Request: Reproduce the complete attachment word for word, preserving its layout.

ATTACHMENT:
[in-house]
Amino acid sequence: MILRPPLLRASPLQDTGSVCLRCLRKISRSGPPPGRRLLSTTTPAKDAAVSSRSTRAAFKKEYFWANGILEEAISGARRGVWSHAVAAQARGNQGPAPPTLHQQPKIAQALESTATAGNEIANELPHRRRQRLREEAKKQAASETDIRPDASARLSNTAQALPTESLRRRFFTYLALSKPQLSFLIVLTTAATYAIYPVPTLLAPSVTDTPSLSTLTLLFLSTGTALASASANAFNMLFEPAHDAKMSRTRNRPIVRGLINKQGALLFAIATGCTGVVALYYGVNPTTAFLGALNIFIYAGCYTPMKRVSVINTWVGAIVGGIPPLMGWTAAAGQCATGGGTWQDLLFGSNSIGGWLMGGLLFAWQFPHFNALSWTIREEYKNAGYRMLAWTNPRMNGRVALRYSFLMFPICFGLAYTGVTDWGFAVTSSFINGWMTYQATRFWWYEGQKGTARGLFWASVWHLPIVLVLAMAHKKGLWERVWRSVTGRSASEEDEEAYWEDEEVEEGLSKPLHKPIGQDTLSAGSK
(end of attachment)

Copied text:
[in-house]
Amino acid sequence: MILRPPLLRASPLQDTGSVCLRCLRKISRSGPPPGRRLLSTTTPAKDAAVSSRSTRAAFKKEYFWANGILEEAISGARRGVWSHAVAAQARGNQGPAPPTLHQQPKIAQALESTATAGNEIANELPHRRRQRLREEAKKQAASETDIRPDASARLSNTAQALPTESLRRRFFTYLALSKPQLSFLIVLTTAATYAIYPVPTLLAPSVTDTPSLSTLTLLFLSTGTALASASANAFNMLFEPAHDAKMSRTRNRPIVRGLINKQGALLFAIATGCTGVVALYYGVNPTTAFLGALNIFIYAGCYTPMKRVSVINTWVGAIVGGIPPLMGWTAAAGQCATGGGTWQDLLFGSNSIGGWLMGGLLFAWQFPHFNALSWTIREEYKNAGYRMLAWTNPRMNGRVALRYSFLMFPICFGLAYTGVTDWGFAVTSSFINGWMTYQATRFWWYEGQKGTARGLFWASVWHLPIVLVLAMAHKKGLWERVWRSVTGRSASEEDEEAYWEDEEVEEGLSKPLHKPIGQDTLSAGSK